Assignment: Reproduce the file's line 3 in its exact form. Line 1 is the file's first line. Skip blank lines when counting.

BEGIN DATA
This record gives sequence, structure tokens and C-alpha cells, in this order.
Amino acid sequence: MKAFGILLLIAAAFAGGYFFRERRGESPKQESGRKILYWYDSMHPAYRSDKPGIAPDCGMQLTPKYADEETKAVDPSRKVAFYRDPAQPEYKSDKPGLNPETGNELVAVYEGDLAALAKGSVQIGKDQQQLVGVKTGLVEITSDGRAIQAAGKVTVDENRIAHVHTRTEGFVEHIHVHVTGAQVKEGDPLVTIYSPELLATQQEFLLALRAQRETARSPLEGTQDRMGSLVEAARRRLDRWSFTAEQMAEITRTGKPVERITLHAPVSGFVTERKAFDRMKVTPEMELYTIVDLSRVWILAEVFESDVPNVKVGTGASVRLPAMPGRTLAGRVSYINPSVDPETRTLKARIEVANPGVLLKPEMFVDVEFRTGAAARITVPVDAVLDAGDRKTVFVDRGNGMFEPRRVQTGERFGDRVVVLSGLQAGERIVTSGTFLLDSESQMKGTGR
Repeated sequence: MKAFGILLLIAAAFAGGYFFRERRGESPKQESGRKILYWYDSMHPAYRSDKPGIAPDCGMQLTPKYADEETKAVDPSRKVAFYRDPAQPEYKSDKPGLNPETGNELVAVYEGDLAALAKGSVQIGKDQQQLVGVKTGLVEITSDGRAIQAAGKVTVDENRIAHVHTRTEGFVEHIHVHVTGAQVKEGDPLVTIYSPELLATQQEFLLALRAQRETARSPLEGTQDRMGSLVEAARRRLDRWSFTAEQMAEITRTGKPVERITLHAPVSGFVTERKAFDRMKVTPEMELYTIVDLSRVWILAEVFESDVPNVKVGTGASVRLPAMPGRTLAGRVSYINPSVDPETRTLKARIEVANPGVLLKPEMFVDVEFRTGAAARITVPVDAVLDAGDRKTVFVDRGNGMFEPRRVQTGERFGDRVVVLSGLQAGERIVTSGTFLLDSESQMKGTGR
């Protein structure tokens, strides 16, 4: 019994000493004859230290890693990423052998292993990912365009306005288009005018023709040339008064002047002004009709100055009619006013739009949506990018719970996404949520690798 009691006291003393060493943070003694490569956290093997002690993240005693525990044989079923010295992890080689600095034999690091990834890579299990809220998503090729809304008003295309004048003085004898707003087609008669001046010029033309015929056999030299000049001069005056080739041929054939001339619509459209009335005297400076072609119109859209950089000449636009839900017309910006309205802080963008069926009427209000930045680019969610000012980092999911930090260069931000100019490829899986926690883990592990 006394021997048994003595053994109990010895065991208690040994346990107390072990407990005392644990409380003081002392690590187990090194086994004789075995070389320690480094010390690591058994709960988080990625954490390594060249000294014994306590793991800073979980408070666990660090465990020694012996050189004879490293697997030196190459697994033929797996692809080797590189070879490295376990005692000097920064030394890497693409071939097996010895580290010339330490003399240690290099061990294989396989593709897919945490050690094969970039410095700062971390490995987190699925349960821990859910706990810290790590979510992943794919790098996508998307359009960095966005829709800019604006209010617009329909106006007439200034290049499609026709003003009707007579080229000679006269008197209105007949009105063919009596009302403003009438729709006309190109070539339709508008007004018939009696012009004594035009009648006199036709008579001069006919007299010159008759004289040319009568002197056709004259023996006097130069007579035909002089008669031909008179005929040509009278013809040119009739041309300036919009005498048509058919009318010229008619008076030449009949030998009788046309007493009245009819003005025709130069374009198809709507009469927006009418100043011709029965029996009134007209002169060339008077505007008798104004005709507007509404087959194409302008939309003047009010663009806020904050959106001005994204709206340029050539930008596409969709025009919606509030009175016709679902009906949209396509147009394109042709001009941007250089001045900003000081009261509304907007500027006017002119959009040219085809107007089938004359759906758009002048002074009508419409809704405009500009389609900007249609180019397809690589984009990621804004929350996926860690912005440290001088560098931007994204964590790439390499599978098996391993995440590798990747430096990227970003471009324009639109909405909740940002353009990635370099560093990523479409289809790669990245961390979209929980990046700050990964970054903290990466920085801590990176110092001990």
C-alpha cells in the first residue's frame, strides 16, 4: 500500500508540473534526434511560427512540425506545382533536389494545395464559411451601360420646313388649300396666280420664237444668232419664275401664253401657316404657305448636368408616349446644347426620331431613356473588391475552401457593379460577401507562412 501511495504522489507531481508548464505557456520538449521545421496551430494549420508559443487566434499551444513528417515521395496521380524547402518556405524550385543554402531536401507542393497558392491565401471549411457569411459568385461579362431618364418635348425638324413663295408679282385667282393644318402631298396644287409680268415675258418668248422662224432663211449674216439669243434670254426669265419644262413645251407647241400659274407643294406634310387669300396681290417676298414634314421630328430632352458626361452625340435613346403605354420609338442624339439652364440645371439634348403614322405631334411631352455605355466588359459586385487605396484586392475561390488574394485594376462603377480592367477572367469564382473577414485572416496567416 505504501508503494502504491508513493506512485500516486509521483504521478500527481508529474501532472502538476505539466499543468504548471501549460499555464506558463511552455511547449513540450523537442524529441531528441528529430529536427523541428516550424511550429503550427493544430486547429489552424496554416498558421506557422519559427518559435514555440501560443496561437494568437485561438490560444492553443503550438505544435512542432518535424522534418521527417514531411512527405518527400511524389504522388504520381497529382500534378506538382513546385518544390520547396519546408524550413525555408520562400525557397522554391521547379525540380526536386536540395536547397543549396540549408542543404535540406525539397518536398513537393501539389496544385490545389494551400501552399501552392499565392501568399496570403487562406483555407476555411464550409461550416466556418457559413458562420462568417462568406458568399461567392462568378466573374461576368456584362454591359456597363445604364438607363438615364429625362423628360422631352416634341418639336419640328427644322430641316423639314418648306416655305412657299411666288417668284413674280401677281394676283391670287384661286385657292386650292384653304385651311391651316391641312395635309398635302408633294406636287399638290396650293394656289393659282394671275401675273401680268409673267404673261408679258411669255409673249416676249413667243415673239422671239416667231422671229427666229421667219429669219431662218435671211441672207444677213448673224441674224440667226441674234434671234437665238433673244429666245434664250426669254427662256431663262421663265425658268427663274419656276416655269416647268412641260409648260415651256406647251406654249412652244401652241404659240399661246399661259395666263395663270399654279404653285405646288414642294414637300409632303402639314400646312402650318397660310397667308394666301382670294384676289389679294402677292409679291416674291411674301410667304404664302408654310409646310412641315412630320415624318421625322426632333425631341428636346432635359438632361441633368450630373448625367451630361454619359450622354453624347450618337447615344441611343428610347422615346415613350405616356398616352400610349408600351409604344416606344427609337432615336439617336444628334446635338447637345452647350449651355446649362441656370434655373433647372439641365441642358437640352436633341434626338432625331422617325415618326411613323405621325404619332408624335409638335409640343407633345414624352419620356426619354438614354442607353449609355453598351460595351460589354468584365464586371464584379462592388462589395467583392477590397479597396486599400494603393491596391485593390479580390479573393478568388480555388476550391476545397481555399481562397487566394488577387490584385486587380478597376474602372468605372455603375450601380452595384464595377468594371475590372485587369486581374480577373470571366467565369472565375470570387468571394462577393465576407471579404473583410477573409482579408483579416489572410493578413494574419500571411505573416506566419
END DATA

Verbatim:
Repeated sequence: MKAFGILLLIAAAFAGGYFFRERRGESPKQESGRKILYWYDSMHPAYRSDKPGIAPDCGMQLTPKYADEETKAVDPSRKVAFYRDPAQPEYKSDKPGLNPETGNELVAVYEGDLAALAKGSVQIGKDQQQLVGVKTGLVEITSDGRAIQAAGKVTVDENRIAHVHTRTEGFVEHIHVHVTGAQVKEGDPLVTIYSPELLATQQEFLLALRAQRETARSPLEGTQDRMGSLVEAARRRLDRWSFTAEQMAEITRTGKPVERITLHAPVSGFVTERKAFDRMKVTPEMELYTIVDLSRVWILAEVFESDVPNVKVGTGASVRLPAMPGRTLAGRVSYINPSVDPETRTLKARIEVANPGVLLKPEMFVDVEFRTGAAARITVPVDAVLDAGDRKTVFVDRGNGMFEPRRVQTGERFGDRVVVLSGLQAGERIVTSGTFLLDSESQMKGTGR